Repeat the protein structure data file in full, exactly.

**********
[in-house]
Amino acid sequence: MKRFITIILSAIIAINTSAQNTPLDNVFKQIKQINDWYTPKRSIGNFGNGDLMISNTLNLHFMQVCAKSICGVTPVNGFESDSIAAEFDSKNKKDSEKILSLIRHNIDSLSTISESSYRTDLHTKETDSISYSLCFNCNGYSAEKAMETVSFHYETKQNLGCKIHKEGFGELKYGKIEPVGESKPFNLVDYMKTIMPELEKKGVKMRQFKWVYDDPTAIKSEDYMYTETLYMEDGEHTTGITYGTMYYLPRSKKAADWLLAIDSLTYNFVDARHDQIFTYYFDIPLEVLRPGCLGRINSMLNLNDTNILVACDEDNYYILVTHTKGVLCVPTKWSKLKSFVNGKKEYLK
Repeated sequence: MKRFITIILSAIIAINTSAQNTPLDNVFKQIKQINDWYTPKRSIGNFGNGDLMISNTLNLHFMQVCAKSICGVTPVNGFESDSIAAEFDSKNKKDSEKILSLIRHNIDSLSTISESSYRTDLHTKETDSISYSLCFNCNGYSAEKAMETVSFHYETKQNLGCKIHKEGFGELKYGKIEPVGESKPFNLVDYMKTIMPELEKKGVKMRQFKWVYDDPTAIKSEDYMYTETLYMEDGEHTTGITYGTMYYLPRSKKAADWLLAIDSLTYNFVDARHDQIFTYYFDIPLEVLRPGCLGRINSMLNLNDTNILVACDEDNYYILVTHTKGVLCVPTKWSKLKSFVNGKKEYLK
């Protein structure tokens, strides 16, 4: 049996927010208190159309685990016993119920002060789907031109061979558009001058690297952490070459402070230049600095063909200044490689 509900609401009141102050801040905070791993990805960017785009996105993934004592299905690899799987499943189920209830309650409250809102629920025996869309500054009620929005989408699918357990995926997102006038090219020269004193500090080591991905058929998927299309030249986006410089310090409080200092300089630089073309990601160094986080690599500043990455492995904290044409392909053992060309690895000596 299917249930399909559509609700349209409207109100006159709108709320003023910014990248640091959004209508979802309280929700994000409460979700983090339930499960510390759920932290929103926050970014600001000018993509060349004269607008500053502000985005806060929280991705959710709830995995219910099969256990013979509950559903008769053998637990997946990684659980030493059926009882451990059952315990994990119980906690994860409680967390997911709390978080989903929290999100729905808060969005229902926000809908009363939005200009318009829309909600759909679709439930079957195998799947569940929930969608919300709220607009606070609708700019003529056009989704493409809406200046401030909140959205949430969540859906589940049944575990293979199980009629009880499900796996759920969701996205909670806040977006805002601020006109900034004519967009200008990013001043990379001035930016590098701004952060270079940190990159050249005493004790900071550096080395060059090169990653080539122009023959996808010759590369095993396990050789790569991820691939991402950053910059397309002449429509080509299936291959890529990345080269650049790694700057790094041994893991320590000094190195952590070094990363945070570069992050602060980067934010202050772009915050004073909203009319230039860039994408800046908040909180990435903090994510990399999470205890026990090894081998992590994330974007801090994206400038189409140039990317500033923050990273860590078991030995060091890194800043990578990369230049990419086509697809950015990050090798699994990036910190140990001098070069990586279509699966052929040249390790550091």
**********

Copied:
[in-house]
Amino acid sequence: MKRFITIILSAIIAINTSAQNTPLDNVFKQIKQINDWYTPKRSIGNFGNGDLMISNTLNLHFMQVCAKSICGVTPVNGFESDSIAAEFDSKNKKDSEKILSLIRHNIDSLSTISESSYRTDLHTKETDSISYSLCFNCNGYSAEKAMETVSFHYETKQNLGCKIHKEGFGELKYGKIEPVGESKPFNLVDYMKTIMPELEKKGVKMRQFKWVYDDPTAIKSEDYMYTETLYMEDGEHTTGITYGTMYYLPRSKKAADWLLAIDSLTYNFVDARHDQIFTYYFDIPLEVLRPGCLGRINSMLNLNDTNILVACDEDNYYILVTHTKGVLCVPTKWSKLKSFVNGKKEYLK
Repeated sequence: MKRFITIILSAIIAINTSAQNTPLDNVFKQIKQINDWYTPKRSIGNFGNGDLMISNTLNLHFMQVCAKSICGVTPVNGFESDSIAAEFDSKNKKDSEKILSLIRHNIDSLSTISESSYRTDLHTKETDSISYSLCFNCNGYSAEKAMETVSFHYETKQNLGCKIHKEGFGELKYGKIEPVGESKPFNLVDYMKTIMPELEKKGVKMRQFKWVYDDPTAIKSEDYMYTETLYMEDGEHTTGITYGTMYYLPRSKKAADWLLAIDSLTYNFVDARHDQIFTYYFDIPLEVLRPGCLGRINSMLNLNDTNILVACDEDNYYILVTHTKGVLCVPTKWSKLKSFVNGKKEYLK
């Protein structure tokens, strides 16, 4: 049996927010208190159309685990016993119920002060789907031109061979558009001058690297952490070459402070230049600095063909200044490689 509900609401009141102050801040905070791993990805960017785009996105993934004592299905690899799987499943189920209830309650409250809102629920025996869309500054009620929005989408699918357990995926997102006038090219020269004193500090080591991905058929998927299309030249986006410089310090409080200092300089630089073309990601160094986080690599500043990455492995904290044409392909053992060309690895000596 299917249930399909559509609700349209409207109100006159709108709320003023910014990248640091959004209508979802309280929700994000409460979700983090339930499960510390759920932290929103926050970014600001000018993509060349004269607008500053502000985005806060929280991705959710709830995995219910099969256990013979509950559903008769053998637990997946990684659980030493059926009882451990059952315990994990119980906690994860409680967390997911709390978080989903929290999100729905808060969005229902926000809908009363939005200009318009829309909600759909679709439930079957195998799947569940929930969608919300709220607009606070609708700019003529056009989704493409809406200046401030909140959205949430969540859906589940049944575990293979199980009629009880499900796996759920969701996205909670806040977006805002601020006109900034004519967009200008990013001043990379001035930016590098701004952060270079940190990159050249005493004790900071550096080395060059090169990653080539122009023959996808010759590369095993396990050789790569991820691939991402950053910059397309002449429509080509299936291959890529990345080269650049790694700057790094041994893991320590000094190195952590070094990363945070570069992050602060980067934010202050772009915050004073909203009319230039860039994408800046908040909180990435903090994510990399999470205890026990090894081998992590994330974007801090994206400038189409140039990317500033923050990273860590078991030995060091890194800043990578990369230049990419086509697809950015990050090798699994990036910190140990001098070069990586279509699966052929040249390790550091």